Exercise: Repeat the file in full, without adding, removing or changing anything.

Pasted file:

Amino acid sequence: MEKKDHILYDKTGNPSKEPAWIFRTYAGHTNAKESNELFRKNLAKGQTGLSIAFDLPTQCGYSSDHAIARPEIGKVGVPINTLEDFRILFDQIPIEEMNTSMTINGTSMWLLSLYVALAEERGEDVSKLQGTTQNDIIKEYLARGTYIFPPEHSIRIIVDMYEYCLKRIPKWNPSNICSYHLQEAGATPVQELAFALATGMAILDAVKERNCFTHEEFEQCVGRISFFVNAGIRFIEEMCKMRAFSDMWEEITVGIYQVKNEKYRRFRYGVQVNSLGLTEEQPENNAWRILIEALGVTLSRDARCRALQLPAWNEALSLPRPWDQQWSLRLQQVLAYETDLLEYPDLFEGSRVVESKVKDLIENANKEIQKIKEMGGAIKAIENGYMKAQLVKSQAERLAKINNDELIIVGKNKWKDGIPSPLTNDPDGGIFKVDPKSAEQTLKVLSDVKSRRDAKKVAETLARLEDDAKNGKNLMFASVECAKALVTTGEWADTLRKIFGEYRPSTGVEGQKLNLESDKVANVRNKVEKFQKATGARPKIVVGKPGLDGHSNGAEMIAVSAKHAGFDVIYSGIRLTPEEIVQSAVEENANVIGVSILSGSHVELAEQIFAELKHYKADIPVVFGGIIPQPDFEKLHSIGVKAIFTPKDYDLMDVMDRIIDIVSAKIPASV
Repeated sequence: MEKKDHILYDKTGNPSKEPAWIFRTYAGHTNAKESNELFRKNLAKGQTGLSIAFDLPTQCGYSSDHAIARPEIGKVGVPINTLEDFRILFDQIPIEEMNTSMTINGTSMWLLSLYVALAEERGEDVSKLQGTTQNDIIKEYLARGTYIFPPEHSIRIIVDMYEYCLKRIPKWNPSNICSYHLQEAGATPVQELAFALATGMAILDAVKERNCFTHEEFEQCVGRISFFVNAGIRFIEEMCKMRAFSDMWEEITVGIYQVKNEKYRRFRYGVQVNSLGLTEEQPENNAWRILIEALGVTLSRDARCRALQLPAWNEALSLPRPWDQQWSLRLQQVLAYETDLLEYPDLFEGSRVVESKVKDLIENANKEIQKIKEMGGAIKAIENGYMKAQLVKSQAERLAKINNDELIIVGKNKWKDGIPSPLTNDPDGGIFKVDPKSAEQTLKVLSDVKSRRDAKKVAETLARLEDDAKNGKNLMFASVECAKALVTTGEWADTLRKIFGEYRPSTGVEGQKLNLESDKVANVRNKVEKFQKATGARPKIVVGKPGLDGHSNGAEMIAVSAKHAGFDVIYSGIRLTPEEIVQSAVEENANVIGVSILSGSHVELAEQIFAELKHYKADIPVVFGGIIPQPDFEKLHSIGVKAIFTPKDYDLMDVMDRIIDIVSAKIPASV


Amino acid sequence: MEKKDHILYDKTGNPSKEPAWIFRTYAGHTNAKESNELFRKNLAKGQTGLSIAFDLPTQCGYSSDHAIARPEIGKVGVPINTLEDFRILFDQIPIEEMNTSMTINGTSMWLLSLYVALAEERGEDVSKLQGTTQNDIIKEYLARGTYIFPPEHSIRIIVDMYEYCLKRIPKWNPSNICSYHLQEAGATPVQELAFALATGMAILDAVKERNCFTHEEFEQCVGRISFFVNAGIRFIEEMCKMRAFSDMWEEITVGIYQVKNEKYRRFRYGVQVNSLGLTEEQPENNAWRILIEALGVTLSRDARCRALQLPAWNEALSLPRPWDQQWSLRLQQVLAYETDLLEYPDLFEGSRVVESKVKDLIENANKEIQKIKEMGGAIKAIENGYMKAQLVKSQAERLAKINNDELIIVGKNKWKDGIPSPLTNDPDGGIFKVDPKSAEQTLKVLSDVKSRRDAKKVAETLARLEDDAKNGKNLMFASVECAKALVTTGEWADTLRKIFGEYRPSTGVEGQKLNLESDKVANVRNKVEKFQKATGARPKIVVGKPGLDGHSNGAEMIAVSAKHAGFDVIYSGIRLTPEEIVQSAVEENANVIGVSILSGSHVELAEQIFAELKHYKADIPVVFGGIIPQPDFEKLHSIGVKAIFTPKDYDLMDVMDRIIDIVSAKIPASV
Repeated sequence: MEKKDHILYDKTGNPSKEPAWIFRTYAGHTNAKESNELFRKNLAKGQTGLSIAFDLPTQCGYSSDHAIARPEIGKVGVPINTLEDFRILFDQIPIEEMNTSMTINGTSMWLLSLYVALAEERGEDVSKLQGTTQNDIIKEYLARGTYIFPPEHSIRIIVDMYEYCLKRIPKWNPSNICSYHLQEAGATPVQELAFALATGMAILDAVKERNCFTHEEFEQCVGRISFFVNAGIRFIEEMCKMRAFSDMWEEITVGIYQVKNEKYRRFRYGVQVNSLGLTEEQPENNAWRILIEALGVTLSRDARCRALQLPAWNEALSLPRPWDQQWSLRLQQVLAYETDLLEYPDLFEGSRVVESKVKDLIENANKEIQKIKEMGGAIKAIENGYMKAQLVKSQAERLAKINNDELIIVGKNKWKDGIPSPLTNDPDGGIFKVDPKSAEQTLKVLSDVKSRRDAKKVAETLARLEDDAKNGKNLMFASVECAKALVTTGEWADTLRKIFGEYRPSTGVEGQKLNLESDKVANVRNKVEKFQKATGARPKIVVGKPGLDGHSNGAEMIAVSAKHAGFDVIYSGIRLTPEEIVQSAVEENANVIGVSILSGSHVELAEQIFAELKHYKADIPVVFGGIIPQPDFEKLHSIGVKAIFTPKDYDLMDVMDRIIDIVSAKIPASV